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Abolish exit permits and reform the ‘kafala’ system, Amnesty tells Qatar

Abolish exit permits and reform the ‘kafala’ system, Amnesty tells Qatar

Over several months of research and interviews, Amnesty released its report titled ‘The Dark Side of Migration: Spotlight on Qatar’s construction sector ahead of the World Cup’, highlighting the exploitation of migrant workers in Qatar. It has made key recommendations that if implemented would go a long way in protecting the rights of the workers.

Here are some highlights of the recommendations, most of which is for the attention of Qatari authorities.

Fundamentally reform the sponsorship system.

  • Remove the requirement in the Sponsorship Law for foreign nationals to obtain the permission of their current employer before moving jobs; and
  • Remove the requirement in the Sponsorship Law for foreign nationals to obtain the permission of their current employer in order to leave the country.

Pending the fundamental reform of the sponsorship system, take the following steps to mitigate the abuses taking place within the current sponsorship system:

    • Significantly simplify and speed up Ministry of Interior arrangements for workers whose sponsors are not assisting them to leave the country, so that workers in such situations can leave without delay;
    • Stop the practice of preventing workers from leaving the country when fees are due to be paid because they do not have valid residence permits because of failures on the part of their employers;
    • Allow workers to obtain health cards without requiring them to produce residence permits.

Reform the Labour Law

      • Ensure that all workers – including but not only domestic workers – have their labour rights protected by law, equally; and
      • Amend Article 116.1 so that workers in enterprises with less than 100 workers of any nationality employed are able to form or join a union;
      • Adopt provisions that extend to all workers the right to bargain collectively, consistent

Enforcement of labour protections contained in the Labour Law and related decrees.

      • Increase the monitoring of the arrival of workers in Qatar, so that when workers arrive their contract is checked by government officials in the presence of their employer and the worker, to confirm that the terms and conditions are what the worker has been promised prior to leaving his or her home country;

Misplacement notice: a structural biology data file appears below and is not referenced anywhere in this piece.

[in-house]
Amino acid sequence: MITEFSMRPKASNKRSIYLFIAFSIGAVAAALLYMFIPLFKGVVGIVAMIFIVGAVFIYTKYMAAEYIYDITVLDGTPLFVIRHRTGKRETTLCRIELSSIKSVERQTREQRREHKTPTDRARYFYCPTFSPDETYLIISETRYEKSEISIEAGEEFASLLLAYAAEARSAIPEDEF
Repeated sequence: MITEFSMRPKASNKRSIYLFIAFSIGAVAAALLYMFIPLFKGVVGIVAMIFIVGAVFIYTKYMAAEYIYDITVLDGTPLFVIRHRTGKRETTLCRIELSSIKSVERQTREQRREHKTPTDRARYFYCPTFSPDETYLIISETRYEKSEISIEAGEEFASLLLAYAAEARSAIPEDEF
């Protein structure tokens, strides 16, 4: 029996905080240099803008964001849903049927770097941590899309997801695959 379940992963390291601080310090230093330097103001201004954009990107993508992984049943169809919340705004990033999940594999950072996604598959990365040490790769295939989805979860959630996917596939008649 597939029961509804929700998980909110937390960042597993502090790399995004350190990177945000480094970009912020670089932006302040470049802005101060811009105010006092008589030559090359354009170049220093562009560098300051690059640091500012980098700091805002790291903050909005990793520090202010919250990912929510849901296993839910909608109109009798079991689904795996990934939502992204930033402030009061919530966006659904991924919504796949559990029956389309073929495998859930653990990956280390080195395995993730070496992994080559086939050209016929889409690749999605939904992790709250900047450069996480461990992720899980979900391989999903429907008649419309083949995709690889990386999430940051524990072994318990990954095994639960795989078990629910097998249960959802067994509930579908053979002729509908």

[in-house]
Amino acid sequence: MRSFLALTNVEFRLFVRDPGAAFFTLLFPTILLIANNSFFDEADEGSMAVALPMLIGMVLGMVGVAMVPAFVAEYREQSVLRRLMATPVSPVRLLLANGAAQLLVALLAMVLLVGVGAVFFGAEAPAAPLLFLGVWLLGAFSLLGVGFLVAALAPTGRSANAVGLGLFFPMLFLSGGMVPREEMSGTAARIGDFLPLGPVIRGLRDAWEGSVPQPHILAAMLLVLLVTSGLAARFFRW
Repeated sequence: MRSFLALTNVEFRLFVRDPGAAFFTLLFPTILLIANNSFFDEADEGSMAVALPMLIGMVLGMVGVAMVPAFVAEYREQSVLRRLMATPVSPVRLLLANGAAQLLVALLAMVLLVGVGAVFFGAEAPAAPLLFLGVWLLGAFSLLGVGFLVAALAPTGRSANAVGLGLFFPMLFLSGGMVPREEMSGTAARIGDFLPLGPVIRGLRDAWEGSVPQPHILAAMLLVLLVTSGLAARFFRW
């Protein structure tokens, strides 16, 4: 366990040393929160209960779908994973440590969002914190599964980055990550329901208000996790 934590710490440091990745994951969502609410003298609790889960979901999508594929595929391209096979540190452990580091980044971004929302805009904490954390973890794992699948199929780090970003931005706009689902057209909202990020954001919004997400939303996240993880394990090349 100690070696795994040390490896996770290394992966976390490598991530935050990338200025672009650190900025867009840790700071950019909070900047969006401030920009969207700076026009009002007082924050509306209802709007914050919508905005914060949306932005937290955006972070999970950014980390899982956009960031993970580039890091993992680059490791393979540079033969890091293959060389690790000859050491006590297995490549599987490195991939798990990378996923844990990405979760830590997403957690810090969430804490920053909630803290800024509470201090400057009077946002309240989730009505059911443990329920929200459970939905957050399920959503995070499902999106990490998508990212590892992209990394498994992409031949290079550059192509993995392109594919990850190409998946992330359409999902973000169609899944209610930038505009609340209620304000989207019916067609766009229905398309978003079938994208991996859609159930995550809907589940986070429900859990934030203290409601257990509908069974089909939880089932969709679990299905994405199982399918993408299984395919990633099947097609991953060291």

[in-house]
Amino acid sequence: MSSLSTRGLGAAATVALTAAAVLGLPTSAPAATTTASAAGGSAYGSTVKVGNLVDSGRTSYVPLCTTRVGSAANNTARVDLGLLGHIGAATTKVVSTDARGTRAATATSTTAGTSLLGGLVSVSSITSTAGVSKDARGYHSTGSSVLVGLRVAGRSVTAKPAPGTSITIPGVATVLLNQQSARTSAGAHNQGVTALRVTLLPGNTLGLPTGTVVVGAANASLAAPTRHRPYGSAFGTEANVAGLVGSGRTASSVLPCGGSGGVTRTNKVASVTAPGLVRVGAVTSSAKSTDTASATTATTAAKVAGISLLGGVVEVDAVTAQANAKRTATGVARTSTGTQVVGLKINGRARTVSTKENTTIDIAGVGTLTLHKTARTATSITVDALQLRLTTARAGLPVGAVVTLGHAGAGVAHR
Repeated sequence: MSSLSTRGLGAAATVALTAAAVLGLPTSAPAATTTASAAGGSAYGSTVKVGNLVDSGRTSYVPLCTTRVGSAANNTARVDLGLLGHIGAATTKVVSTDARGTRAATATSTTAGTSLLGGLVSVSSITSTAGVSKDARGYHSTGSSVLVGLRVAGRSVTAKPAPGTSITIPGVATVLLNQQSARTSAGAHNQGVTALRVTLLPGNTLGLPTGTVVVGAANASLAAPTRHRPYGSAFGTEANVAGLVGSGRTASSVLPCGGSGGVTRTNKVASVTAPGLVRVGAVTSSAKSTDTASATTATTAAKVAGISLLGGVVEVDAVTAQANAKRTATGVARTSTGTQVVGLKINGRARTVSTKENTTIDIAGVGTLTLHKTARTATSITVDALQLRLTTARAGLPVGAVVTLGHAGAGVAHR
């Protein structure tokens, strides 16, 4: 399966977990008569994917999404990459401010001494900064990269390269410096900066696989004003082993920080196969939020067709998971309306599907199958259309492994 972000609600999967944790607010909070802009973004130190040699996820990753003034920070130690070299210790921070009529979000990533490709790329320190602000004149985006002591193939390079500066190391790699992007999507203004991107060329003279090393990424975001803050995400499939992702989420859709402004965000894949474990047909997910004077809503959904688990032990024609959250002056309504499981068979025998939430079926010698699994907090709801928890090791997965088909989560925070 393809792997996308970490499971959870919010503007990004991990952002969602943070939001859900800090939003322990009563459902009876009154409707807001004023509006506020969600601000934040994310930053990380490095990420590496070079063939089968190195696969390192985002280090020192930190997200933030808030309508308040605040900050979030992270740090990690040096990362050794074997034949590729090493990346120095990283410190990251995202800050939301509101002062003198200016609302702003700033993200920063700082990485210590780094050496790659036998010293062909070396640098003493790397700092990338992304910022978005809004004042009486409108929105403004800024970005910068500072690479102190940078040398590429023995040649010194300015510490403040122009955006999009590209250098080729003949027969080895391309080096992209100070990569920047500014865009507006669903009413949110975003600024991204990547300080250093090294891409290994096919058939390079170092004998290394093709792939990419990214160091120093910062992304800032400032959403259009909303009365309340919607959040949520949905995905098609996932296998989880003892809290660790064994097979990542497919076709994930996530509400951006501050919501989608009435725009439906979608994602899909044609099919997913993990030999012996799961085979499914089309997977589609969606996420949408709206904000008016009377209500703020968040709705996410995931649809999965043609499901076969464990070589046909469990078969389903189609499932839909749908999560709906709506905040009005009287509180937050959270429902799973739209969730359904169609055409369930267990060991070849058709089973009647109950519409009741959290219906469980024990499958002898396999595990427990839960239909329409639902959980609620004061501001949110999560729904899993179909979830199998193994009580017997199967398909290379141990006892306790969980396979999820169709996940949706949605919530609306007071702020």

• Significantly increase the number of competent Labour inspectors as a matter of urgency, ensuring that either a significant proportion of Labour inspectors are able to speak the languages used by workers or are accompanied by competent translators;
      • Consider making public the grades awarded to employers for compliance with labour standards, and the criteria upon which they are judged, providing independent oversight for this system;

Explore, with the business community, financial mechanisms which would ensure that payment of workers’ salaries is not adversely affected by delays in payment in the chain of contracting.

Consider establishing a cross-government, integrated unit to deal with companies in crisis and assist workers to rapidly collect unpaid wages and – if they wish – leave the country or change employers.

Amnesty has also made specific recommendations to companies employing migrant workers in Qatar, to large companies or organisations commissioning or managing construction projects, including the Qatar 2022 Supreme Committee, to home governments of companies operating in Qatar, and to FIFA.

They have also urged larger companies and organisations commissioning large projects to establish a mechanism to become aware of human rights abuse and labour law violations of sub-contractors, and to publicly disclose actions that are taken to prevent negative human rights impacts.

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